- There are 5 phalanges, commonly referred to as toes, that connect with the long metatarsal bones that make up the forefoot.
- The toes are made up of 3 joints: distal interphalangeal (DIP) joint, proximal interphalangeal (PIP) joint, and metatarsophalangeal (MTP) joint.
What are Hammertoes?
- Hammertoes are created when the PIP joint is flexed, the DIP joint is extended, and the MTP joint is either neutral or extended.
- The toe deformity points upward and then the end of the toe downward, appearing like a hammer.
- Early deformities are typically less rigid whereas progressive hammertoes are rigid from tightness of the tendons and require surgical correction.
How Do Hammertoes Happen?
Research shows hammertoes are more common in elderly women.
- Primary Effects
- Bunion deformity, causing second hammertoe
- Excessive tightness of extensor digitorum longus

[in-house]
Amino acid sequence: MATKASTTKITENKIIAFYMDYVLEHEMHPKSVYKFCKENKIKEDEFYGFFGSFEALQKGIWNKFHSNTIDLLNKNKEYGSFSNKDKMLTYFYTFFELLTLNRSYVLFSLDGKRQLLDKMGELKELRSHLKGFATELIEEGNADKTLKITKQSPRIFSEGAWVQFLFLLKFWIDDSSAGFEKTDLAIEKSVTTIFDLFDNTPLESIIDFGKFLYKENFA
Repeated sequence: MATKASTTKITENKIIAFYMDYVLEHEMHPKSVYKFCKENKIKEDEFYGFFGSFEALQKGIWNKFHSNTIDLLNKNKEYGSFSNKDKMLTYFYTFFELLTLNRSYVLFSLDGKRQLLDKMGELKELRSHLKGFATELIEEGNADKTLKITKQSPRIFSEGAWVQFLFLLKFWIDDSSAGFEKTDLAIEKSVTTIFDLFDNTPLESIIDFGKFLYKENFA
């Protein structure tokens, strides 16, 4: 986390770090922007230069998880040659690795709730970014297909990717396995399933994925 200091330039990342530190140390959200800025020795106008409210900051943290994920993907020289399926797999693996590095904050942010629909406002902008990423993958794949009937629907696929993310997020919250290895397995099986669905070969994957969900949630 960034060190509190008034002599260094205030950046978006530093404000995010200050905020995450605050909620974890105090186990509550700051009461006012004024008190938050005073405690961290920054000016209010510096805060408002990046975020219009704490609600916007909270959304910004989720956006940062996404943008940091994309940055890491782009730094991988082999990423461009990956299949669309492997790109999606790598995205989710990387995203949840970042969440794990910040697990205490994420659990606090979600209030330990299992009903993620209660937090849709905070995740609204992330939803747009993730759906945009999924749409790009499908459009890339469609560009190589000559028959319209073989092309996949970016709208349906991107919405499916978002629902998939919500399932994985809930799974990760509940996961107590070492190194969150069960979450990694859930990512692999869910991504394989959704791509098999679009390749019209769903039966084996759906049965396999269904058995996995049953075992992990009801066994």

- Long second toe
- Secondary effects that can lead to hammertoe
- Rheumatoid arthritis
- Diabetics with peripheral neuropathy
- Inflammatory joint disease
- Connective tissue disorders
- Unequal muscle firing patterns of foot intrinsic musculature
- Abnormal gait mechanics caused by sprain, strain, or fracture
- Forefoot and midfoot instability
- Poorly fitted shoes (most common cause – narrow shoe box, high heeled shoes)
- Pain on the top side of the toe where it makes contact with the upper part of the shoe
- Callus formation on the tip of the affected toe near the toenail
- Corn formation on the middle toe joint (PIP)
- Pain in the ball of the foot
Articles Related to Hammertoes
- Ran, H., Palisch, A., & Ahuero, J. (2017). Utilization of Retrofusion screw for PIP fusion for treatment of hammertoes. Foot & Ankle Orthopaedics. https://doi.org/10.1177/2473011417S000335
- Malhotra, Karan et al. “The pathology and management of lesser toe deformities” EFORT open reviews vol. 1,11 409-419. 30 Nov. 2016, doi:10.1302/2058-5241.1.160017